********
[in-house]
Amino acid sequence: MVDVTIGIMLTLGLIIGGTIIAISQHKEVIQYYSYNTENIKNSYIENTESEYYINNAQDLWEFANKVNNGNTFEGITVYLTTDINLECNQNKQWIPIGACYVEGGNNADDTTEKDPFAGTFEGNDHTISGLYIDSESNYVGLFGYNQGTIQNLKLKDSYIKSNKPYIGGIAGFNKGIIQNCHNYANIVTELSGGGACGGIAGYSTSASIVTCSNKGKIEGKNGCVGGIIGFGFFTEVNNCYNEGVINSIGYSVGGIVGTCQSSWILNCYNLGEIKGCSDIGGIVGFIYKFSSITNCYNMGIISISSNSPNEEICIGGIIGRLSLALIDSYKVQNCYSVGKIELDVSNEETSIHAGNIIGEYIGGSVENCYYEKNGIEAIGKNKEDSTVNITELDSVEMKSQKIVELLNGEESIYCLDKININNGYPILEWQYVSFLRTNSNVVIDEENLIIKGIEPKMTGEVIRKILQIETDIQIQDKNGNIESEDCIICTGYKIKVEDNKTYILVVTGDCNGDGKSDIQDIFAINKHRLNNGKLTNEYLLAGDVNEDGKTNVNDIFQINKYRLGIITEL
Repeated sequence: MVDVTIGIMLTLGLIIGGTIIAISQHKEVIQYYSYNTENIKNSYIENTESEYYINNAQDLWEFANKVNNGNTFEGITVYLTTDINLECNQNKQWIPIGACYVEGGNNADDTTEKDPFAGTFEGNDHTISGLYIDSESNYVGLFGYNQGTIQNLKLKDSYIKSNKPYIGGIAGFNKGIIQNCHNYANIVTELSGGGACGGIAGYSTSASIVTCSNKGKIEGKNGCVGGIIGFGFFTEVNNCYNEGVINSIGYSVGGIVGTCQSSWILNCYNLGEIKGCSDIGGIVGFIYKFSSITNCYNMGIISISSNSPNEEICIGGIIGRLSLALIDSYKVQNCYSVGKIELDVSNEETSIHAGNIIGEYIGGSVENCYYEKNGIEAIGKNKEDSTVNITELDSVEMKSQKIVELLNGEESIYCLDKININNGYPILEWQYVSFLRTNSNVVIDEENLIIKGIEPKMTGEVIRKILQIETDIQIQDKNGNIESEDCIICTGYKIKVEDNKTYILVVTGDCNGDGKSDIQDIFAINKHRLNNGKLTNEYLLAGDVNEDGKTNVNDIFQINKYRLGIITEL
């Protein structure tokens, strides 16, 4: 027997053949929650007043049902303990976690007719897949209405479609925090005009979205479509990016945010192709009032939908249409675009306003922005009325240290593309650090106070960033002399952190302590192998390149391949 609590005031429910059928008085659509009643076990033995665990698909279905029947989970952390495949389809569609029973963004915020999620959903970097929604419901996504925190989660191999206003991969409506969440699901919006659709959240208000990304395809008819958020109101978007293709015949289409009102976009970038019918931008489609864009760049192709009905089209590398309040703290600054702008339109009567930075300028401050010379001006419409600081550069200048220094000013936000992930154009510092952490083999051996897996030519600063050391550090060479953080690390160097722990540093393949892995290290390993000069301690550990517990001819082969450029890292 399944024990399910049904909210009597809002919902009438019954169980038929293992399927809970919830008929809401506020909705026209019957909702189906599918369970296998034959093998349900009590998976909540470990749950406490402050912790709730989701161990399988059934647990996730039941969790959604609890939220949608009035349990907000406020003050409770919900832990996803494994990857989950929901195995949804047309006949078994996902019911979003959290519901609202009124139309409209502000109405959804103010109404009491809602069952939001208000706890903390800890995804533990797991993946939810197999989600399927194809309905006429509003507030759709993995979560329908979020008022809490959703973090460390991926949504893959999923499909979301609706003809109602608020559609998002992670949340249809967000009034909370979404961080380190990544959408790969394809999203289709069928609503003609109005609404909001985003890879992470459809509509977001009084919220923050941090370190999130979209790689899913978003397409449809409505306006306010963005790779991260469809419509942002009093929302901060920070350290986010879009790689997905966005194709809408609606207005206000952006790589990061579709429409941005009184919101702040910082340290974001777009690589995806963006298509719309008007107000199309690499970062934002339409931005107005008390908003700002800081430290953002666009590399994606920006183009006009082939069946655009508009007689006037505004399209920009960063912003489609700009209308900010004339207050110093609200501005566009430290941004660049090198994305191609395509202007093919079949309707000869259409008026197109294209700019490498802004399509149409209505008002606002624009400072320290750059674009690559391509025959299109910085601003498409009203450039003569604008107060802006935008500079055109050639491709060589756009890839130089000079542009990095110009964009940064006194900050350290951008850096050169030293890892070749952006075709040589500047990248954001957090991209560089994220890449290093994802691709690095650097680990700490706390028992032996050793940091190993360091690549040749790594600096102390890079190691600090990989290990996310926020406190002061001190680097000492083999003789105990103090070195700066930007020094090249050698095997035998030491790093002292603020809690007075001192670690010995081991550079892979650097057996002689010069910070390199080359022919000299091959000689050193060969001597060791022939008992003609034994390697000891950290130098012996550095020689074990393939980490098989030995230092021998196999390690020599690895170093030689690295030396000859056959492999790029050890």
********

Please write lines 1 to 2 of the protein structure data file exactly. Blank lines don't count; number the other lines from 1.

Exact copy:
[in-house]
Amino acid sequence: MVDVTIGIMLTLGLIIGGTIIAISQHKEVIQYYSYNTENIKNSYIENTESEYYINNAQDLWEFANKVNNGNTFEGITVYLTTDINLECNQNKQWIPIGACYVEGGNNADDTTEKDPFAGTFEGNDHTISGLYIDSESNYVGLFGYNQGTIQNLKLKDSYIKSNKPYIGGIAGFNKGIIQNCHNYANIVTELSGGGACGGIAGYSTSASIVTCSNKGKIEGKNGCVGGIIGFGFFTEVNNCYNEGVINSIGYSVGGIVGTCQSSWILNCYNLGEIKGCSDIGGIVGFIYKFSSITNCYNMGIISISSNSPNEEICIGGIIGRLSLALIDSYKVQNCYSVGKIELDVSNEETSIHAGNIIGEYIGGSVENCYYEKNGIEAIGKNKEDSTVNITELDSVEMKSQKIVELLNGEESIYCLDKININNGYPILEWQYVSFLRTNSNVVIDEENLIIKGIEPKMTGEVIRKILQIETDIQIQDKNGNIESEDCIICTGYKIKVEDNKTYILVVTGDCNGDGKSDIQDIFAINKHRLNNGKLTNEYLLAGDVNEDGKTNVNDIFQINKYRLGIITEL